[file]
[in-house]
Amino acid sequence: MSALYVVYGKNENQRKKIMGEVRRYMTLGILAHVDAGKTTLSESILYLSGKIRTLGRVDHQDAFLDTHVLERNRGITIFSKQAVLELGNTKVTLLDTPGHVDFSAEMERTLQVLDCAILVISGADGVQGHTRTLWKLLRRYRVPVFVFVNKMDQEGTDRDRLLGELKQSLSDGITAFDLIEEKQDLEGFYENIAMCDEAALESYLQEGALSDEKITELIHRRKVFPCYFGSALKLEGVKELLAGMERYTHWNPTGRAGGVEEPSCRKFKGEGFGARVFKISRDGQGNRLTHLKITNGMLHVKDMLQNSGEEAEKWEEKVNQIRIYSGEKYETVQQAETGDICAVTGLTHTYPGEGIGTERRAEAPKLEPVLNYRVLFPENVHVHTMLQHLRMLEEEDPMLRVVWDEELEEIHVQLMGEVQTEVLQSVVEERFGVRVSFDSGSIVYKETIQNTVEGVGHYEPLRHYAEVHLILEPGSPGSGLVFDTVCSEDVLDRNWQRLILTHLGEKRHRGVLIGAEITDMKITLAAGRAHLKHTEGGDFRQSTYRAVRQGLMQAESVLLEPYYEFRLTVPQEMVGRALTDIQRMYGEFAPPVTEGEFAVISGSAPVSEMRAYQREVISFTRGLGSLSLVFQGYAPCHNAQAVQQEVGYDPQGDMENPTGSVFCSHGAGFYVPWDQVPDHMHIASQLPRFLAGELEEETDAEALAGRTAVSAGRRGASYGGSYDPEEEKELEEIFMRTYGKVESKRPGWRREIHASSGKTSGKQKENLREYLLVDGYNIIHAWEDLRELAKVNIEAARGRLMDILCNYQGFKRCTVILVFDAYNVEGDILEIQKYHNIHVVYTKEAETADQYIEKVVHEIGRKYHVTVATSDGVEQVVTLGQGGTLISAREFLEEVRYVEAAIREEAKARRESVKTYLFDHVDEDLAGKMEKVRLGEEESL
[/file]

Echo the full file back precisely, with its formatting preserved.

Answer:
[in-house]
Amino acid sequence: MSALYVVYGKNENQRKKIMGEVRRYMTLGILAHVDAGKTTLSESILYLSGKIRTLGRVDHQDAFLDTHVLERNRGITIFSKQAVLELGNTKVTLLDTPGHVDFSAEMERTLQVLDCAILVISGADGVQGHTRTLWKLLRRYRVPVFVFVNKMDQEGTDRDRLLGELKQSLSDGITAFDLIEEKQDLEGFYENIAMCDEAALESYLQEGALSDEKITELIHRRKVFPCYFGSALKLEGVKELLAGMERYTHWNPTGRAGGVEEPSCRKFKGEGFGARVFKISRDGQGNRLTHLKITNGMLHVKDMLQNSGEEAEKWEEKVNQIRIYSGEKYETVQQAETGDICAVTGLTHTYPGEGIGTERRAEAPKLEPVLNYRVLFPENVHVHTMLQHLRMLEEEDPMLRVVWDEELEEIHVQLMGEVQTEVLQSVVEERFGVRVSFDSGSIVYKETIQNTVEGVGHYEPLRHYAEVHLILEPGSPGSGLVFDTVCSEDVLDRNWQRLILTHLGEKRHRGVLIGAEITDMKITLAAGRAHLKHTEGGDFRQSTYRAVRQGLMQAESVLLEPYYEFRLTVPQEMVGRALTDIQRMYGEFAPPVTEGEFAVISGSAPVSEMRAYQREVISFTRGLGSLSLVFQGYAPCHNAQAVQQEVGYDPQGDMENPTGSVFCSHGAGFYVPWDQVPDHMHIASQLPRFLAGELEEETDAEALAGRTAVSAGRRGASYGGSYDPEEEKELEEIFMRTYGKVESKRPGWRREIHASSGKTSGKQKENLREYLLVDGYNIIHAWEDLRELAKVNIEAARGRLMDILCNYQGFKRCTVILVFDAYNVEGDILEIQKYHNIHVVYTKEAETADQYIEKVVHEIGRKYHVTVATSDGVEQVVTLGQGGTLISAREFLEEVRYVEAAIREEAKARRESVKTYLFDHVDEDLAGKMEKVRLGEEESL